On the one side there is the nuclear armed DPRK and on the other side there is the U.S. The whole problem with South Korea is that it lacks independence. The question is whether Moon will prove himself to be a strong and decisive leader by making South Korea independent of the U.S. In South Korea many people want to be independent of the U.S., they want U.S. troops withdrawn, so I hope that Moon will respond to the pressure by the popular anti-imperialist movement in South Korea. Also, international solidarity must be built up to support the pro-reunification, independence, and anti-imperialist forces in South Korea…
I would see it as very positive if Moon abolished the National Security Law in South Korea, which is not only repressive but an institutional barrier to reunification; also repatriated the long term unconverted prisoners to the North (these are South Korean communists and revolutionaries imprisoned for decades in South Korea, something the Western media keeps very quiet about but likes to go on about imaginary human-rights abuses in the DPRK). If Moon one day says ‘Yankee Go Home and Stay Home,’ then that will be fantastic.”
Rather than being an incredible leader, Hudson pointed out that Moon is more a reflection of popular sentiment among the people: it “should never be forgotten and overlooked that it was the South Korean people who turned out in their millions to remove the past fascist dictatorial regime of Park Geun-hye and ended it” — referring to the massive protests that ousted the previous president, as well as groups outside of South Korea such as the Anti-Imperialist National Democratic Front of South Korea (AINDF), with which Hudson works but which is banned in South Korea under the National Security Law.
Renewed relations with China
There is another major player likely to be present at any negotiations involving the U.S. and the Korean Peninsula. That is, of course, the DPRK’s largest economic partner and closest ally, China. While it seems as if relations between Chinese President Xi Jinping and Kim Jong-un got off to a rough start, the two leaders seem to be repairing relations, as evidenced by two meetings between Kim and Xi in Beijing.
Western media typically reports the source of the tensions between China and the DPRK as stemming from an implied insolence on the part of Kim, as if it is a given that he is subservient to Beijing. This explanation is insufficient in Hudson’s opinion, and he believes there are further reasons relations have been not good:
Primarily because the PRC had imposed sanctions on the DPRK and had voted in the UN Security Council for sanctions against the DPRK. This led to the DPRK carrying a number of articles critical of China its media. Also, in the past the Chinese media (and unofficial social media) had carried some negative and critical articles about the DPRK. Lastly, it is thought by many that China secretly backed the traitor [Kim Jong-un’s uncle] who was purged and liquidated in December 2013. All these factors contributed to poor relations between the two countries.”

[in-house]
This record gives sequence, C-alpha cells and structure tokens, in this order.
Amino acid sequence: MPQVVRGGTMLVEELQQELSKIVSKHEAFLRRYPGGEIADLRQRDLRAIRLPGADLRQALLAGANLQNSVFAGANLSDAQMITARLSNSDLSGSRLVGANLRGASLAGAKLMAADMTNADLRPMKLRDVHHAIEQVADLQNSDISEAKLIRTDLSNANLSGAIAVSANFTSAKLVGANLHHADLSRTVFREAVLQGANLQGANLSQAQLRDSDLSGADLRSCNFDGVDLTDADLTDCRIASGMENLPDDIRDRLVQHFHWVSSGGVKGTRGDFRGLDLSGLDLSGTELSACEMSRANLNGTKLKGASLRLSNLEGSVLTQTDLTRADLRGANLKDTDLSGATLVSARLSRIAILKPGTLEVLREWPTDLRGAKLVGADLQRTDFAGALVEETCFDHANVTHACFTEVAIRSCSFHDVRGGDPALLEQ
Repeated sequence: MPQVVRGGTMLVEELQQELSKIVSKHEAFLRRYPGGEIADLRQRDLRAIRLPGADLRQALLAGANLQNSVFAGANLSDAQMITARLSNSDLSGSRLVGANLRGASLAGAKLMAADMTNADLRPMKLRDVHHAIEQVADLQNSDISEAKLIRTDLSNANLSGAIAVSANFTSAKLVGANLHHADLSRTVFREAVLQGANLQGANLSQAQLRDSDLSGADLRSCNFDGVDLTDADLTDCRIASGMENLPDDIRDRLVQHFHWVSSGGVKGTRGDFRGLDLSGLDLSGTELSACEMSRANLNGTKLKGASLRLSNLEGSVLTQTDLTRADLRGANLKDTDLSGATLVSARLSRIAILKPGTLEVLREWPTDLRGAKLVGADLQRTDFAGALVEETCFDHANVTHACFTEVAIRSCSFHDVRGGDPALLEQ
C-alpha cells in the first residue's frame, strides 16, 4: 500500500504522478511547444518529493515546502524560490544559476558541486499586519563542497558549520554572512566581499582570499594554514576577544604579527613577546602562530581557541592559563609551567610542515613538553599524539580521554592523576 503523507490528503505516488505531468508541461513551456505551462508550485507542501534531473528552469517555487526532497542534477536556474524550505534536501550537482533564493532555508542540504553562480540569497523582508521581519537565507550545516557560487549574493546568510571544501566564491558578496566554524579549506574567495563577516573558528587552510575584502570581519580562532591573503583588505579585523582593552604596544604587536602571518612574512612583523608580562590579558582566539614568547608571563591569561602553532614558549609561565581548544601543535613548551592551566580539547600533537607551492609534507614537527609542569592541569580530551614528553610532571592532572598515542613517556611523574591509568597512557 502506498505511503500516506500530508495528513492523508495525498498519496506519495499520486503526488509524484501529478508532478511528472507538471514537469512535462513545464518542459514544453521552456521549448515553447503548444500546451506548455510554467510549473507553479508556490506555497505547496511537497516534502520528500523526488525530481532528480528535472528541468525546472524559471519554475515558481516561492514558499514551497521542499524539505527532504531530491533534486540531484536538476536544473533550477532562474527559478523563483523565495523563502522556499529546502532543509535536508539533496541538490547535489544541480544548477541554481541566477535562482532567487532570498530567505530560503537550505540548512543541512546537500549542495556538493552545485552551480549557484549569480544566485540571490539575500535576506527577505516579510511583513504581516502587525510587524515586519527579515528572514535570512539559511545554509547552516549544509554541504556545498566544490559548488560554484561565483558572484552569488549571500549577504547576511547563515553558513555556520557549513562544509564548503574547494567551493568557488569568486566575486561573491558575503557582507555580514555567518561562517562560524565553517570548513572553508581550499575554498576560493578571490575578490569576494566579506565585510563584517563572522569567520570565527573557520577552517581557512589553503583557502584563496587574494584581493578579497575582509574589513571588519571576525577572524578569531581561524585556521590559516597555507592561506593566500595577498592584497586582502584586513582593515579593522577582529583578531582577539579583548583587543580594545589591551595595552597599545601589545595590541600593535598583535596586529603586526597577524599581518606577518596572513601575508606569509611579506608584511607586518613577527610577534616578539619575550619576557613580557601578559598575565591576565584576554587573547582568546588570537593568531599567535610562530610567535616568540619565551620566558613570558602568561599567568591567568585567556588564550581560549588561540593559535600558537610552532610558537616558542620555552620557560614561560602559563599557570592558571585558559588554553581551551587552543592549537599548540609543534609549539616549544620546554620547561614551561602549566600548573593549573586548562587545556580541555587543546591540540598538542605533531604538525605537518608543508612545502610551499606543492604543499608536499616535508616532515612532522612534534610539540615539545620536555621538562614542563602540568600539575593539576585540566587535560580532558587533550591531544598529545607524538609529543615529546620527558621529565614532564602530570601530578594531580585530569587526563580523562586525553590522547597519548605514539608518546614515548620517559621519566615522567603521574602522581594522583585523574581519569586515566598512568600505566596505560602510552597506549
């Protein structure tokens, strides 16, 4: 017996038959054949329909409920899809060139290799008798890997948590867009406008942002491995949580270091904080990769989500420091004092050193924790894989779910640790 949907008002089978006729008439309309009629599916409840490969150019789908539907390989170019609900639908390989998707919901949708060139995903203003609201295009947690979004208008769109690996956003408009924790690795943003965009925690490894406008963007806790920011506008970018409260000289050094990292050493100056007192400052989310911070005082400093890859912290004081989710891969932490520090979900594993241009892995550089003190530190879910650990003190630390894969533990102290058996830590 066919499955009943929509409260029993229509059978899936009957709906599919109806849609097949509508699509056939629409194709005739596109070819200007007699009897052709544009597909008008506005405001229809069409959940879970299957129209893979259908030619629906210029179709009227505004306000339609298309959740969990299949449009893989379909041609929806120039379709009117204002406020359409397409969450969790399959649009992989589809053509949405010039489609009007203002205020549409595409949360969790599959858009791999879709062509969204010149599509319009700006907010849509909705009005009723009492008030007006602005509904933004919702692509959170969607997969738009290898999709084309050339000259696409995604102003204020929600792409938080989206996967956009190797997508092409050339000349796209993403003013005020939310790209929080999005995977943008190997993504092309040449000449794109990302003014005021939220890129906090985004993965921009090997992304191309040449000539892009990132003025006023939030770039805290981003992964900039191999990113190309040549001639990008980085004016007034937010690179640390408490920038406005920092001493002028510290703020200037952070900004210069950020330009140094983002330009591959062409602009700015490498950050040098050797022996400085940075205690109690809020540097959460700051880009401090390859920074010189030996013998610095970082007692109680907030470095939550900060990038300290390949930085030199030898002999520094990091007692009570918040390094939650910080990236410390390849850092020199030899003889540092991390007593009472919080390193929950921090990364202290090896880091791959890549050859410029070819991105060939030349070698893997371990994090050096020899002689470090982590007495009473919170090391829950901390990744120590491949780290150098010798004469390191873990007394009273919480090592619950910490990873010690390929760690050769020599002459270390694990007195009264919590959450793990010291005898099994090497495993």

Now though, says Hudson, things seem to be changing and “now the PRC respects the independence of the DPRK,” which has been reflected in “articles in the Chinese media praising the independence and self-reliance of the DPRK, thanks to the astute diplomacy of Marshal Kim Jong-un.”
As for the future of relations between China and the DPRK, Hudson hopes they continue to improve and “that China will now lift the sanctions on the DPRK and develop relations with the DPRK based on anti-imperialism and proletarian internationalism.” As for the Chinese having a place at the bargaining table for Korean peace, Hudson says that is acceptable, since “China is a signatory to the Korean Armistice Agreement of 1953, so it can play a role in any negotiations to replace the Armistice Agreement with a permanent peace treaty.”
The aims of Kim Jong-un
With all of these parties coming into negotiations surrounding the DPRK, one question that is important to ask is, what does Pyongyang hope to achieve? The U.S. media often asks this question, yet fails to provide an answer based on what the DPRK actually says. There are a plethora of pieces in Western media — in outlets from the BBC, The New York Times, and The Washington Post to Newsweek and U.S.A Today — all with the question “What Does North Korea Want?” in article titles, but Hudson makes it seem much easier to understand North Korea by just looking at their actual statements.
So what exactly is it that the DPRK has agreed to do, and what do they want?
Breaking this question down to two sets of goals, Hudson explained Pyongyang’s desired outcomes in military and economic matters. Starting with matters of defenses and weapons, the first of these priorities for everyone is the DPRK’s nuclear arsenal.